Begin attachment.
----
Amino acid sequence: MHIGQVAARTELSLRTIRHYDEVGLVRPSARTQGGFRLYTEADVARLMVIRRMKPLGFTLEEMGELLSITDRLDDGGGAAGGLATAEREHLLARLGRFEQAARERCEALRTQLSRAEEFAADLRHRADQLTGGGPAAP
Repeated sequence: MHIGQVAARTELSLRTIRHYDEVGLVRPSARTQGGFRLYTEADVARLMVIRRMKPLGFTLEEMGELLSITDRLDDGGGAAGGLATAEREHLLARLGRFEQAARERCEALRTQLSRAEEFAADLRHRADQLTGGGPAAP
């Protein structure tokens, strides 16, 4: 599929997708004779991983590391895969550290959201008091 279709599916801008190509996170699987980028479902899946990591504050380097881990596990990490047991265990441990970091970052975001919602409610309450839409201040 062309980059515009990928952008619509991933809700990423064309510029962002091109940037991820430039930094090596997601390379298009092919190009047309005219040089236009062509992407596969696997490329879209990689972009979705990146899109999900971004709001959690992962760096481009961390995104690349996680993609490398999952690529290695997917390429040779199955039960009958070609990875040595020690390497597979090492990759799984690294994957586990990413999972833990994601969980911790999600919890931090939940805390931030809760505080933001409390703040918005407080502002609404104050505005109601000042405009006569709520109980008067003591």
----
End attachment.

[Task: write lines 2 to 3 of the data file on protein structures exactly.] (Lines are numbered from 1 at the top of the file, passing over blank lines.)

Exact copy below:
Repeated sequence: MHIGQVAARTELSLRTIRHYDEVGLVRPSARTQGGFRLYTEADVARLMVIRRMKPLGFTLEEMGELLSITDRLDDGGGAAGGLATAEREHLLARLGRFEQAARERCEALRTQLSRAEEFAADLRHRADQLTGGGPAAP
């Protein structure tokens, strides 16, 4: 599929997708004779991983590391895969550290959201008091 279709599916801008190509996170699987980028479902899946990591504050380097881990596990990490047991265990441990970091970052975001919602409610309450839409201040 062309980059515009990928952008619509991933809700990423064309510029962002091109940037991820430039930094090596997601390379298009092919190009047309005219040089236009062509992407596969696997490329879209990689972009979705990146899109999900971004709001959690992962760096481009961390995104690349996680993609490398999952690529290695997917390429040779199955039960009958070609990875040595020690390497597979090492990759799984690294994957586990990413999972833990994601969980911790999600919890931090939940805390931030809760505080933001409390703040918005407080502002609404104050505005109601000042405009006569709520109980008067003591």